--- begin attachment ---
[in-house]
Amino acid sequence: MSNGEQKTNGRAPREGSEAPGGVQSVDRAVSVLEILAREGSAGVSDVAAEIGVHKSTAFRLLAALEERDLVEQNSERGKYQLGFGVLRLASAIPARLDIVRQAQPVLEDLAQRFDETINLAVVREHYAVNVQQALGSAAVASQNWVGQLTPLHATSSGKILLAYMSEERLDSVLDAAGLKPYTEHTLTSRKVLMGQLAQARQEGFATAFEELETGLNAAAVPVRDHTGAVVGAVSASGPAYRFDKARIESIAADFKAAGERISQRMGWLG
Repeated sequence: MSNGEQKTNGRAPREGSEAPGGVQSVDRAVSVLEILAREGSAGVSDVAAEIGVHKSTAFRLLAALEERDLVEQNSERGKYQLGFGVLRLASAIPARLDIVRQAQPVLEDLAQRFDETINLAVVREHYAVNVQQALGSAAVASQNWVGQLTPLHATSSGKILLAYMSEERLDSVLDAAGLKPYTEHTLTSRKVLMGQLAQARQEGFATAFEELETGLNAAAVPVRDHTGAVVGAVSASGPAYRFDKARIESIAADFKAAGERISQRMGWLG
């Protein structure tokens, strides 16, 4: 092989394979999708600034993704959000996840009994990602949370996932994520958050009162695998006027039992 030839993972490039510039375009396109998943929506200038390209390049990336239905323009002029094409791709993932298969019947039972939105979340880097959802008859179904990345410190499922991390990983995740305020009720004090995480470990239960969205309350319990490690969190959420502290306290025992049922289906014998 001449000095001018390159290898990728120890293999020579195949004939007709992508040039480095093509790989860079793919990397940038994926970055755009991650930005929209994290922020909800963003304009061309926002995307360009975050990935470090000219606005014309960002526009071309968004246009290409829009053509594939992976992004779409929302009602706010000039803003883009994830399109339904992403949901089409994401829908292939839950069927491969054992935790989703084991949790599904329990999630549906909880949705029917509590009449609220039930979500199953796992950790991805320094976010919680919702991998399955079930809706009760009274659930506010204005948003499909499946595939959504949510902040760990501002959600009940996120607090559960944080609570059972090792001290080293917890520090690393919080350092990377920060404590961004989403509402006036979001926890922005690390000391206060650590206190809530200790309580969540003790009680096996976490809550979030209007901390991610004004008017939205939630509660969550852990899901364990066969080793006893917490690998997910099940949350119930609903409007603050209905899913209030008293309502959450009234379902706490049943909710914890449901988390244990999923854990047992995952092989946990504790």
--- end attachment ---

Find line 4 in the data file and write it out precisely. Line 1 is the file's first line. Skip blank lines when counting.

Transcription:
């Protein structure tokens, strides 16, 4: 092989394979999708600034993704959000996840009994990602949370996932994520958050009162695998006027039992 030839993972490039510039375009396109998943929506200038390209390049990336239905323009002029094409791709993932298969019947039972939105979340880097959802008859179904990345410190499922991390990983995740305020009720004090995480470990239960969205309350319990490690969190959420502290306290025992049922289906014998 001449000095001018390159290898990728120890293999020579195949004939007709992508040039480095093509790989860079793919990397940038994926970055755009991650930005929209994290922020909800963003304009061309926002995307360009975050990935470090000219606005014309960002526009071309968004246009290409829009053509594939992976992004779409929302009602706010000039803003883009994830399109339904992403949901089409994401829908292939839950069927491969054992935790989703084991949790599904329990999630549906909880949705029917509590009449609220039930979500199953796992950790991805320094976010919680919702991998399955079930809706009760009274659930506010204005948003499909499946595939959504949510902040760990501002959600009940996120607090559960944080609570059972090792001290080293917890520090690393919080350092990377920060404590961004989403509402006036979001926890922005690390000391206060650590206190809530200790309580969540003790009680096996976490809550979030209007901390991610004004008017939205939630509660969550852990899901364990066969080793006893917490690998997910099940949350119930609903409007603050209905899913209030008293309502959450009234379902706490049943909710914890449901988390244990999923854990047992995952092989946990504790």